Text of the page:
Alicia loves Gabriel, and is devoted to him, their life and convincing him she is fine. No spoilers, but eventually Alicia shoots Gabriel and ends up in a psych ward, not speaking and regarded as a lost cause.
It’s not the typical psychological thriller where the turnaround is overhanded. It’s actually quite subtle but, months later, you’ll still be wondering about it all.
Cyrus Jakoby and his sidekick Otto have healed from their physical wounds, but, continue to be batshit crazy otherwise. They’ve vigorously pushed forward with their plans of ‘thinning out the herd’ (Thanos, anyone?) by killing ‘mud people’ through maximizing on genetically engineered diseases.
The best thing about the story is what nearly derailed my entire challenge. Murakami does a great job of telling a story. He creates a space and time so detailed with so many moving parts, very simply put, I was interested.
The author does an excellent job of creating several small interesting plots that weave all the characters together in the end to a very good climax. The other great thing about this book is the characters. Ware does a really good job of fleshing out and creating multidimensional characters. I found myself being interested in all of them….
Watchers is one of his most loved books and his personal favorite. Originally published in 1987, over 30 years ago, I have been pleasantly surprised at its relevance to modern day. Themes of Christian beliefs versus scientific advancement for the ‘greater good’, moral superiority and love – all play out in a story about a dog and his chosen family.
This is a collection of short thrillers, all by AA authors. What attracted me to the book, besides one of my favs Tananarive Due, was the stories are longer than your typical ‘short story’. There are 3 stories, all about ghosts, goblins, family, & about a hundred pages long.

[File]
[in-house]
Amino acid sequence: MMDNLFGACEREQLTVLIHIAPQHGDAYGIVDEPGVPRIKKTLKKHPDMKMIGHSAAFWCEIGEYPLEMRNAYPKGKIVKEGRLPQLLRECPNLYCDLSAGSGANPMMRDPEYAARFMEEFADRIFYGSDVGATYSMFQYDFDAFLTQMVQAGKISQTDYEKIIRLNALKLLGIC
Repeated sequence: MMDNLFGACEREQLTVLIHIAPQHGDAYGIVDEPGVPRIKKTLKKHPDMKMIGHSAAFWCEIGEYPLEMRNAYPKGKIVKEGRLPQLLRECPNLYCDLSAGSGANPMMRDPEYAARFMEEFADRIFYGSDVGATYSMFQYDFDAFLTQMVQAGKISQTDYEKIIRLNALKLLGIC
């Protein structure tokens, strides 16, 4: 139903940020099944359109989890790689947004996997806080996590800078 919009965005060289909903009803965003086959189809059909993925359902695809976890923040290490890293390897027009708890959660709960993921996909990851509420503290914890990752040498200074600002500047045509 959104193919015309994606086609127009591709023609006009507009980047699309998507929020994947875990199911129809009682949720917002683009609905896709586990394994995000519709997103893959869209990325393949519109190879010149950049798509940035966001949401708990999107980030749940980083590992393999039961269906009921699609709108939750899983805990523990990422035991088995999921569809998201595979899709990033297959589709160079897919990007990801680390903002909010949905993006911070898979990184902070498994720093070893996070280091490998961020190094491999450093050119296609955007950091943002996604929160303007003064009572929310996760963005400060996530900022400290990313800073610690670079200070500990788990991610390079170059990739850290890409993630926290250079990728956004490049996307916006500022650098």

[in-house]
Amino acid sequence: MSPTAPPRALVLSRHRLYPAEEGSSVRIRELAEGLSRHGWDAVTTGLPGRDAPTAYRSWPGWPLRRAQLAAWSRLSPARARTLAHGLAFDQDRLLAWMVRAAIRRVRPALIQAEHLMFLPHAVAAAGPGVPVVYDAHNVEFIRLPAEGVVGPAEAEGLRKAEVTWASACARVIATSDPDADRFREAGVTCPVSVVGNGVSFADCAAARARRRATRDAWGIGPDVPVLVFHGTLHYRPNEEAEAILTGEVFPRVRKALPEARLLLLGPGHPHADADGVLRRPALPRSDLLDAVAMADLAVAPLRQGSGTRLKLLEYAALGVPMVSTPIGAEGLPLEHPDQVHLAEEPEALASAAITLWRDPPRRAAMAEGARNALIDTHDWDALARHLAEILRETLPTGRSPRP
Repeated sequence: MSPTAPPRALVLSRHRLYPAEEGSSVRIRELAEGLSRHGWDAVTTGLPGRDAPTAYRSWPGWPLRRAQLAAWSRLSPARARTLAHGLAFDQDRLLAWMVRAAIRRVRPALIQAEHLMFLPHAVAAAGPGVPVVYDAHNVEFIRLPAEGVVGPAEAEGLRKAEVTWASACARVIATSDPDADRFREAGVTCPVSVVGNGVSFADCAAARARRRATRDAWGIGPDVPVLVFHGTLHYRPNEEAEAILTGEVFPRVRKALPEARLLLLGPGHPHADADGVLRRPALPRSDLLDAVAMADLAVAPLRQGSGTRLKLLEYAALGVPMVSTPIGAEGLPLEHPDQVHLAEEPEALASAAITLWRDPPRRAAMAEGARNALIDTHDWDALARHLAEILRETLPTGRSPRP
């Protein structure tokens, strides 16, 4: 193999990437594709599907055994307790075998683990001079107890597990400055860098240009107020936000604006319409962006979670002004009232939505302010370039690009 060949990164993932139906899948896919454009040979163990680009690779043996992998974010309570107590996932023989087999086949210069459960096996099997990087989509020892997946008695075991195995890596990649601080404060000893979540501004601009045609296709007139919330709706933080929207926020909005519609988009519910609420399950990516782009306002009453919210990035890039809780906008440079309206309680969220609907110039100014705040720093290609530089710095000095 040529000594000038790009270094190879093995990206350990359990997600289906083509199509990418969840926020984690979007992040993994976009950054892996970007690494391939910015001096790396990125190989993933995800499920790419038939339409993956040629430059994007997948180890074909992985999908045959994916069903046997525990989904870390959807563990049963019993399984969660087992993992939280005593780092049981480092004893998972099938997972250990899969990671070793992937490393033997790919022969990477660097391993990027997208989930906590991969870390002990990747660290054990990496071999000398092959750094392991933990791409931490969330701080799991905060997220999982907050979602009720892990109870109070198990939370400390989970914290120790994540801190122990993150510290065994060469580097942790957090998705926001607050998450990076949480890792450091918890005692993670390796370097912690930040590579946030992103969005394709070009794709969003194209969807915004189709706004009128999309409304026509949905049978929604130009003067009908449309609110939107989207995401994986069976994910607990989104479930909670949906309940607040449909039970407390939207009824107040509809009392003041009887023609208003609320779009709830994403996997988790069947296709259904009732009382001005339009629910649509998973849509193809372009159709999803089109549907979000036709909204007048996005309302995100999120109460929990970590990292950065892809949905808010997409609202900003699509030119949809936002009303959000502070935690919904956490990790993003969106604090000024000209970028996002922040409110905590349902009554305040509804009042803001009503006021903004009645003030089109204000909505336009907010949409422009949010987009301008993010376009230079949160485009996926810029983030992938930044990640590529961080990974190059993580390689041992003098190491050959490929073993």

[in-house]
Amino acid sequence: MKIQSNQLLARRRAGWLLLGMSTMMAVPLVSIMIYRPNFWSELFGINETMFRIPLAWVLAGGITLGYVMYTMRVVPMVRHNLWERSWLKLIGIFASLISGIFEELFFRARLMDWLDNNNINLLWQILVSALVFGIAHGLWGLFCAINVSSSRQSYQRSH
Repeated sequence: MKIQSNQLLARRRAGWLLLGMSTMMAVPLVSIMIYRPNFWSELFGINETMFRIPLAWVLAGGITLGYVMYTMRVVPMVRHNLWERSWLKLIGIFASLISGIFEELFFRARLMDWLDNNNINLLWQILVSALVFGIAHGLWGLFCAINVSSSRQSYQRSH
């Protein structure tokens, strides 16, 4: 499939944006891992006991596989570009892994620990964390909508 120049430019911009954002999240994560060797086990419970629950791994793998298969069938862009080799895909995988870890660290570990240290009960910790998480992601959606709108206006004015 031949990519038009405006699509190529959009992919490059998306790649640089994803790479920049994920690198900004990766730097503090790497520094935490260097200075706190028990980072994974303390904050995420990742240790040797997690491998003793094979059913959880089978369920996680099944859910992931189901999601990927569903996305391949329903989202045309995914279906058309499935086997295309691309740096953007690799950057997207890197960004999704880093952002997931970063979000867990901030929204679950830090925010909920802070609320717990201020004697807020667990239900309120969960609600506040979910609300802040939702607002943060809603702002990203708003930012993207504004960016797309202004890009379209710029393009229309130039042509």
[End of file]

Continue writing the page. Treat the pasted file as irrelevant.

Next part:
This is a super fast read you will not be able to put down…except to flip some lights on, for sure. It’s nonstop action, you will like the characters, and the author will rip your heart out..over and over.
“Welcome to the average middle class American family. Living paycheck to paycheck and/or one healthcare crisis away from poverty. It’s like a CNN statistic come to life.”
“I remember reading it & thinking everything about me, a young, black girl from West Philly, was magical. The way I talked, dressed, what music I listened to, how I cooked my food, even my cycle..all a gift…”
“The tale is a good one filled with all my favorite things: murder, suspense, plot twist, star-crossed lovers and black people..”
“Her stories share multi-layered themes of race, gender and sex as they relate to power. Set in 17-1800’s, the height of the African slave trade, Butler, in a fiction novel, reflects true history.”
Insecure, depressed and abusing her body, the story is about how this young lady pulls herself out of it all, by slowly allowing herself to engage with the world around her and FEELING.
“..the story is about overcoming fear so incredible, it manifests in a physical nature, before you can become who you are destined. There’s good writing around us being taught to be docile Christians following man instead of God & how God intended for us to be powerful: physically & mentally. “
Dekker is a Christian, thriller writer and ALL of his stories include over the top, fantastic confrontations between good and evil. The layers of imagery and lessons embedded in his stories are incredible, this one being the best I’ve read so far.
The premise is a few kids racing against time and away from bad(wo)men to bring magic back into their world in order to save their people from oppression by the evil monarchy.
“I wanted this to be a quick, fast paced read. It is NOT a fast read. “